A public inquiry must be held into the death of Sheku Bayoh after he was restrained by the police officers in Kirkcaldy, writes human rights lawyer Aamer Anwar.
Sheku Ahmed Tejan Bayoh was a well-liked, hard-working young man, with no previous history of violence, when he died aged 31. He was a loving partner and proud father of four-month-old Isaac and three-year-old Tyler. Sheku moved to Britain from Sierra Leone when he was 11 and joined his sister in Kirkcaldy when he was 17.
On 3 May 2015, he left his home between 7am and 7.15am and walked about a mile. Police officers responded to several calls from members of the public of a black male acting erratically with a knife. Two police vans and five police cars were dispatched and nine uniformed police officers attended the scene. Several officers confronted Sheku and a minimum of five were involved in his restraint.
Sheku’s family believe his behaviour was totally out of character. He was under the influence of drugs and his family believe whilst police have the right to defend themselves, any use of force has to be at all times lawful, reasonable and proportionate. The family subsequently learned Sheku was not carrying a weapon at the time the police arrived, he did not use a knife on the police nor was one ever found upon him. Despite an attempt to smear Sheku after his death through “police source leaks” to the media, he did not attack police officers with a knife or a “machete”. The family also now know Sheku did not attack the police first but that he was attacked by them not once, but several times even though he had not acted violently. It was following this that a police officer was injured.
It has been confirmed that CS spray, Pava (pepper) spray and batons were used by uniformed police officers on Sheku as he was restrained and brought to the ground by several officers within 42 seconds of their arrival. Some officers stated they believed they were under “terrorist attack”. Sheku was also handcuffed and restraints applied to his knees and ankles. Shortly thereafter, he lost consciousness and died. His body was covered with lacerations, bruising and a broken rib.
At 7.34am, CPR was attempted at the scene, an ambulance was called and he arrived at the nearby Victoria Hospital at 7.45am but, despite attempts to resuscitate him, he was officially pronounced dead at 9.04am. Reports were also issued shortly after his death that a police woman was stabbed but these turned out to be completely false.
Following his death, over the course of the next six hours, five different versions of events were given to the family by police officers. Initially, both Sheku’s partner, Collette, and his family were told by police it was a member of the public who found his body and the police were looking for two individuals.
The family does not understand why the officers involved in engaging with Sheku were allowed to sit in one room together for several hours, whilst they refused to provide statements to the Police Investigations and Review Commissioner (PIRC) investigators and failed to do so for 32 days. The officers were not immediately suspended “without prejudice” after Sheku’s death. To do so is not to pre-judge the investigation’s outcome but ensure neutrality, integrity of the investigation, transparency as well as protecting officers involved in such incidents.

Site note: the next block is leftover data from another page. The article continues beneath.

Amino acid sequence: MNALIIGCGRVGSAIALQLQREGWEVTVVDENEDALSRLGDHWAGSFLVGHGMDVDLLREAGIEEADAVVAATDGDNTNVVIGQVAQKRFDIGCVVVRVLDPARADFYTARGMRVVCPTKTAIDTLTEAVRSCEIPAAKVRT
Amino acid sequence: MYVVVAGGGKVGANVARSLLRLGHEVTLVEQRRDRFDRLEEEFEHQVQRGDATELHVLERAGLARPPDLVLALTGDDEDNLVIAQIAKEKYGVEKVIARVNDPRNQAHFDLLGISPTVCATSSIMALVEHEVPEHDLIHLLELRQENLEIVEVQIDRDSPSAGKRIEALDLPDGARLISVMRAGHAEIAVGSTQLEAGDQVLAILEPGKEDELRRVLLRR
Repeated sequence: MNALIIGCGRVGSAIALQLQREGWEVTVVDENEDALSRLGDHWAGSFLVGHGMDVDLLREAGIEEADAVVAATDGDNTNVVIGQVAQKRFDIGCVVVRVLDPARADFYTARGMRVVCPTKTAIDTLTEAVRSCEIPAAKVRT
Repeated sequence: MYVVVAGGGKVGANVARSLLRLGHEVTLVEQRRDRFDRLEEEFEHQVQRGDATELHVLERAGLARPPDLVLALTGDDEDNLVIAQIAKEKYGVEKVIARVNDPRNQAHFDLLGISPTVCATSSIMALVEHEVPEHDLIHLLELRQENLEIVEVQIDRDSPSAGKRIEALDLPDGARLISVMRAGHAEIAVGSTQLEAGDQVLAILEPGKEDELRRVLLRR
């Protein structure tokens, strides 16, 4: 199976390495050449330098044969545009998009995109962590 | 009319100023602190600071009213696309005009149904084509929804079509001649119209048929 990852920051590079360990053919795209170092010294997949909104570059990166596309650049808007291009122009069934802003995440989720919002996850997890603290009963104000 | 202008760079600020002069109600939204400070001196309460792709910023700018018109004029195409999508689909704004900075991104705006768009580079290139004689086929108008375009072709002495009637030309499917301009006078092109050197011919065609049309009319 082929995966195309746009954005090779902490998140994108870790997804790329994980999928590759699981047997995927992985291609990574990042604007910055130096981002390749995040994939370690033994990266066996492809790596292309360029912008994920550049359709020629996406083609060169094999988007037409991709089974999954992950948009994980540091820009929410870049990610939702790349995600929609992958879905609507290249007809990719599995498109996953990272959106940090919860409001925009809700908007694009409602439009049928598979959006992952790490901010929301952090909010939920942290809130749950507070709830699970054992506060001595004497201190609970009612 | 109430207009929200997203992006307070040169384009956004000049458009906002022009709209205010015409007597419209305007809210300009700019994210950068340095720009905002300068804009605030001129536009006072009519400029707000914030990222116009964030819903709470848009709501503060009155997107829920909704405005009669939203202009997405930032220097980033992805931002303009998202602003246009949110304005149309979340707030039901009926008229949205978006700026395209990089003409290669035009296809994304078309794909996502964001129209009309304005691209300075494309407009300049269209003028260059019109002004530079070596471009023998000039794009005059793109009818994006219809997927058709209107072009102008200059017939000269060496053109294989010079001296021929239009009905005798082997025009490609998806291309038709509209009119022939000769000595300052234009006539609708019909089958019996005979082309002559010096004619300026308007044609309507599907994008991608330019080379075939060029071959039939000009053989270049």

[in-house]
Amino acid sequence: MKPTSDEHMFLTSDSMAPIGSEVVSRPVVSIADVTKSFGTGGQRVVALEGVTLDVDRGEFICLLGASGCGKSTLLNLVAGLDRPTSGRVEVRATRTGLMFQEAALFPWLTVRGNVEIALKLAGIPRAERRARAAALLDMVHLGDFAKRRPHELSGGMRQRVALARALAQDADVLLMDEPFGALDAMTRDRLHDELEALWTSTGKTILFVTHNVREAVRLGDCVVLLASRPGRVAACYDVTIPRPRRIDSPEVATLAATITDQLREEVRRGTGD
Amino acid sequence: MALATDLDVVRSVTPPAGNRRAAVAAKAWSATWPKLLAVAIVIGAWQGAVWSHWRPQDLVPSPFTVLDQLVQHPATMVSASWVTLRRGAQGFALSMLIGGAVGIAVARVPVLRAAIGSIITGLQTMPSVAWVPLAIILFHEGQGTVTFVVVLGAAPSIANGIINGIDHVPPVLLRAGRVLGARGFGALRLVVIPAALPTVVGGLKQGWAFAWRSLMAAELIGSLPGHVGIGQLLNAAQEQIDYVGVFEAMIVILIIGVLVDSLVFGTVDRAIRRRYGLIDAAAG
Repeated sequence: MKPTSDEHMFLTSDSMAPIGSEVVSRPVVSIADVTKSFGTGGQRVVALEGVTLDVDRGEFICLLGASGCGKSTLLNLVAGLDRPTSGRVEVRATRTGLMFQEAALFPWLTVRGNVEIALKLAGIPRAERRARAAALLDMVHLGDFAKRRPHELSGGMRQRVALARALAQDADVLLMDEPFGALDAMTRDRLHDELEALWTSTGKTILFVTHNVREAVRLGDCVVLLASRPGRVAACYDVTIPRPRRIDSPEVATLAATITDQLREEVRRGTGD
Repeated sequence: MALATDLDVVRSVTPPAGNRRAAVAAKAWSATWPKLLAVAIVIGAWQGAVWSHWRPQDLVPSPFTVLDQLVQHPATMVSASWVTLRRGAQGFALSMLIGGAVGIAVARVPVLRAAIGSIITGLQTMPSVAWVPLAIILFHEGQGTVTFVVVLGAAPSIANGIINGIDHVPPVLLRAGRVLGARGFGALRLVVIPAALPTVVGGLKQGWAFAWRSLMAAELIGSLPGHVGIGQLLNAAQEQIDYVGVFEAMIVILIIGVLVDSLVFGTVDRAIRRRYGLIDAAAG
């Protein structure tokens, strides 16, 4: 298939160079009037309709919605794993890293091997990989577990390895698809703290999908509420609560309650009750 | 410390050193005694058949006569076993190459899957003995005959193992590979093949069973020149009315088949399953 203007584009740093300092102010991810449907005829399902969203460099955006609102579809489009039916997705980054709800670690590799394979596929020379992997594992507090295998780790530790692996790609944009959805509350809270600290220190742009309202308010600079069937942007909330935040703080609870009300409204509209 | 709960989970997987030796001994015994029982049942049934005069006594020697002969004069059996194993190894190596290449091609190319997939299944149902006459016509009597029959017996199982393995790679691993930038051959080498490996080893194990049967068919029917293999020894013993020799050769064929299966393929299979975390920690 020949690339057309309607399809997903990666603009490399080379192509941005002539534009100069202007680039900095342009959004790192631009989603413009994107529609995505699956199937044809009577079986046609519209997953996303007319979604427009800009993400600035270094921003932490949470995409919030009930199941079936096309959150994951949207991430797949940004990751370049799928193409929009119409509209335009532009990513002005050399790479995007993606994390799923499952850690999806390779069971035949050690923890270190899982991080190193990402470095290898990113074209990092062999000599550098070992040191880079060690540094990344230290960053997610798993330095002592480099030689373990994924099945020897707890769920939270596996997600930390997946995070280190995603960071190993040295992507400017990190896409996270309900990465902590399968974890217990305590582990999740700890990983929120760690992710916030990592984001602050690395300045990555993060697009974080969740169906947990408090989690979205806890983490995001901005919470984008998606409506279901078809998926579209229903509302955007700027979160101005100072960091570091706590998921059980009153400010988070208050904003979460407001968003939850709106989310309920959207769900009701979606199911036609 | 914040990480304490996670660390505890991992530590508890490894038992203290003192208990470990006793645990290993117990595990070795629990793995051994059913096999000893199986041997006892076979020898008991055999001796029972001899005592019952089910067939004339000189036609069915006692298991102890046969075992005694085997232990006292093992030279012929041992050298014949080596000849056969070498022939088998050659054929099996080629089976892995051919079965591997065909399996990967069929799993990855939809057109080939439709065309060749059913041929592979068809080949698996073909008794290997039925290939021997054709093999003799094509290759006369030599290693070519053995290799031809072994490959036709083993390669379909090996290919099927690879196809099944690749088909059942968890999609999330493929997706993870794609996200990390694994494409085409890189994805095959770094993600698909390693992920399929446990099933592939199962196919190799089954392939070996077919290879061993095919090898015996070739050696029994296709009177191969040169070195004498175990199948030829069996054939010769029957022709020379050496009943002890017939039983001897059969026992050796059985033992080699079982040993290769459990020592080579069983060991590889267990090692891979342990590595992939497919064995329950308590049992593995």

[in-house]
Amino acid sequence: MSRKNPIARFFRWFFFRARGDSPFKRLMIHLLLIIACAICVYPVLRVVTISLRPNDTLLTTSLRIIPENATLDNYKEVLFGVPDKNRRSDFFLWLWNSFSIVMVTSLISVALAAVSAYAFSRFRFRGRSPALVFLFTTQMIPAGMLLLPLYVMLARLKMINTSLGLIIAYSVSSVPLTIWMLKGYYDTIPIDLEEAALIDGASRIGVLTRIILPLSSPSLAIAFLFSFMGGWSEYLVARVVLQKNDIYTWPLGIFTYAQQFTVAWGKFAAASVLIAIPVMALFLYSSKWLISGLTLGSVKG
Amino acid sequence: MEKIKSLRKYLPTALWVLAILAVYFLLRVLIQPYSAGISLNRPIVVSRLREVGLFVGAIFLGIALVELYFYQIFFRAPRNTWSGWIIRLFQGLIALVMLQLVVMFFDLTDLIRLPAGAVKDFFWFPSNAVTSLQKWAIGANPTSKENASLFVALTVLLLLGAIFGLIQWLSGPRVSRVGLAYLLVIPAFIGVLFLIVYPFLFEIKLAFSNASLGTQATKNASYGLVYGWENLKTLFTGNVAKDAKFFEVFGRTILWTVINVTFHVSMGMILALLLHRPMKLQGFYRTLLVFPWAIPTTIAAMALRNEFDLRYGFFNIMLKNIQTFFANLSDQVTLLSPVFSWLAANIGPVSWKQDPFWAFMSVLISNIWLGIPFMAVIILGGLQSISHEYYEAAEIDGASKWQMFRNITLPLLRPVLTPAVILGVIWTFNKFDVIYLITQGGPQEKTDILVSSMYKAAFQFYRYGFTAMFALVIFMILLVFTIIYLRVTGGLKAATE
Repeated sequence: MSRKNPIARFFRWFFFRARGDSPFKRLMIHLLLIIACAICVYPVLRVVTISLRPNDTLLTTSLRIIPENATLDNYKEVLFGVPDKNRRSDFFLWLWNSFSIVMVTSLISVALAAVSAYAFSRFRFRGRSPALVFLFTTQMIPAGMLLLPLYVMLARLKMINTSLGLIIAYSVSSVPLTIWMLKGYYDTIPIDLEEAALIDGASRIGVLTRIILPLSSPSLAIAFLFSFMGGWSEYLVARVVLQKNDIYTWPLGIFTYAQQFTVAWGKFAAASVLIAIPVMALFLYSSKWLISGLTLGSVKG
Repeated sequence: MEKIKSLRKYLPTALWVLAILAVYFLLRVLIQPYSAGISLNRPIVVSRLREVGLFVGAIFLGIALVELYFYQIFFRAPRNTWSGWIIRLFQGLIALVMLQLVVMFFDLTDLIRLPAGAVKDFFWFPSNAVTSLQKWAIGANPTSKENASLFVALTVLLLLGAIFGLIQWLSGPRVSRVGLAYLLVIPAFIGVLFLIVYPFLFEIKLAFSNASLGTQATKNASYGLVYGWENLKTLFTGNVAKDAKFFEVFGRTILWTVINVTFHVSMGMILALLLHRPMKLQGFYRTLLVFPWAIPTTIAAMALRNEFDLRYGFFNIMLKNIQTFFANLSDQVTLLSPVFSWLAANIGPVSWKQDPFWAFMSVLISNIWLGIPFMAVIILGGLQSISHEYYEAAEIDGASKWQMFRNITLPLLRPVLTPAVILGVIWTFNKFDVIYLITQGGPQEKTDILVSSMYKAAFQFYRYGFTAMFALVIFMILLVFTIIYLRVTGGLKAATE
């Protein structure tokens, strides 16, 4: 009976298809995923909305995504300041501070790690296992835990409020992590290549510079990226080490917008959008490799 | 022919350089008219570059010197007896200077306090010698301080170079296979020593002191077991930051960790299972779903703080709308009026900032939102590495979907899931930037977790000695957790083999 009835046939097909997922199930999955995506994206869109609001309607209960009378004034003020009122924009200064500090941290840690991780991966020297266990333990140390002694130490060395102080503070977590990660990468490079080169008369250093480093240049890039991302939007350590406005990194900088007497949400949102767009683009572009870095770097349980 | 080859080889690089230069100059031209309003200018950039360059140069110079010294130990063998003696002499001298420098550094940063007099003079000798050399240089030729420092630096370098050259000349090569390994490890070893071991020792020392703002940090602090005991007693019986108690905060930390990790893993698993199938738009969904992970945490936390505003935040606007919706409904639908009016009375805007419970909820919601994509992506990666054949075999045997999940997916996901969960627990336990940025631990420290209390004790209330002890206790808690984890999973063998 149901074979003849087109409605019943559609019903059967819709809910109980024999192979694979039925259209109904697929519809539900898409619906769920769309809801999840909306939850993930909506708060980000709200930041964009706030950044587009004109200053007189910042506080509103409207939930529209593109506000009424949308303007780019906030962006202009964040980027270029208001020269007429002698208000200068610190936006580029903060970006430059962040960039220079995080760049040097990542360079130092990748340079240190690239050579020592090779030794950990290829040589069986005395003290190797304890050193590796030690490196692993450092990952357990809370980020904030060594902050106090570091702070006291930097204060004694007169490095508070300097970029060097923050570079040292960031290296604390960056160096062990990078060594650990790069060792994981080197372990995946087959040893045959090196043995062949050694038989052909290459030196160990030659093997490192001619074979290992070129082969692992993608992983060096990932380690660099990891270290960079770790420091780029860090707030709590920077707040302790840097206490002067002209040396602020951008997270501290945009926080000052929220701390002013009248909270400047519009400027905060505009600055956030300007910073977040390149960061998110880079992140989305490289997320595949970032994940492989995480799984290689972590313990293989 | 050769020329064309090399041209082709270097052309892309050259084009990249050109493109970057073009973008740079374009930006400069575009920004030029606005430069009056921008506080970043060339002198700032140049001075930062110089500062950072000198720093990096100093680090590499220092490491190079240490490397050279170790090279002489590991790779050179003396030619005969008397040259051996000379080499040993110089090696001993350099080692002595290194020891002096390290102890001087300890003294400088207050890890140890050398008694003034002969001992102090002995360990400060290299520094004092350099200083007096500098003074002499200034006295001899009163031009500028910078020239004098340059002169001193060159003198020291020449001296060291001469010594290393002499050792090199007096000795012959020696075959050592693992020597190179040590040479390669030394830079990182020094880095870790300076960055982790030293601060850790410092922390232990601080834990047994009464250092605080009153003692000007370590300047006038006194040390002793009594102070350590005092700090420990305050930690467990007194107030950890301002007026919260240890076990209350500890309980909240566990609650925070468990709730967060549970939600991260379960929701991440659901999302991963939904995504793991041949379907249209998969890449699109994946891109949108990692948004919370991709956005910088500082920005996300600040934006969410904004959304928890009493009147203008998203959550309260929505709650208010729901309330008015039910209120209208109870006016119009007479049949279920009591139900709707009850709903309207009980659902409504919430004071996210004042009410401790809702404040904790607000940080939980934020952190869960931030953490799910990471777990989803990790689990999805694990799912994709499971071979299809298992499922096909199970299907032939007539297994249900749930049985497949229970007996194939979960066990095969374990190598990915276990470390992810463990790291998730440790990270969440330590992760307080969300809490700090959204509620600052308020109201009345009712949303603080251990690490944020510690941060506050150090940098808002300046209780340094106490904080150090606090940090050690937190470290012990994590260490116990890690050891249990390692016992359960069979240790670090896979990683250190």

Positional asphyxiation was suspected, which is a form of asphyxia which occurs when someone’s position prevents the person from breathing adequately. Drugs were also found in Sheku’s bloodstream which led to behaviour which was totally out of character.
From the very beginning, Sheku’s family placed their faith in the Lord Advocate, Police Scotland and PIRC to act decisively to restore confidence and satisfy the need for a demonstrably independent investigation. Sheku’s family and the Scottish public deserved to have a robust, impartial and transparent investigation into his death which scrutinised the individual conduct and tactics of police officers present at his detention and restraint and those in command of them when Sheku died. The use of CS spray and dangerous restraint techniques poses questions about the power of the police and must be subject to public scrutiny and approval so that future deaths and injuries to the public can be prevented.
The question of race has always been the elephant in the room. Sheku’s family do not feel he would have been treated in such a manner had he been white. A BBC investigation revealed the family of one the officers who restrained Sheku had a violent history and it was alleged that he “hated black people”. Sheku’s family believed there should be no impunity for those found to be involved in any criminality, misconduct or impropriety. On 3 October 2018, the family met with the Lord Advocate, Scotland’s top prosecutor, to be told there would be no criminal proceedings against the officers. At this point in time, we are preparing to seek a review of that decision but expect that the police officers will simply walk away.
The family have requested Cabinet Secretary for Justice, Humza Yousaf, orders a full judicial public inquiry to ensure that the full facts of the circumstances of Sheku’s death are brought into the public domain, including a focus on Police Scotland’s use of CS spray, restraint techniques, the question of race and the circumstances in which they operated on 3 May 2015.
Whilst it is often fashionable to talk of “black lives matter” in the USA or London, this happened on our streets in Scotland. Nobody should be allowed to evade accountability or frustrate the investigation process and Sheku’s family will not rest until they have the truth.
Aamer Anwar is the leading human rights lawyer in Scotland and the solicitor for the family of Sheku Bayoh.
This article is reproduced from the forthcoming edition of the Scottish Left Review.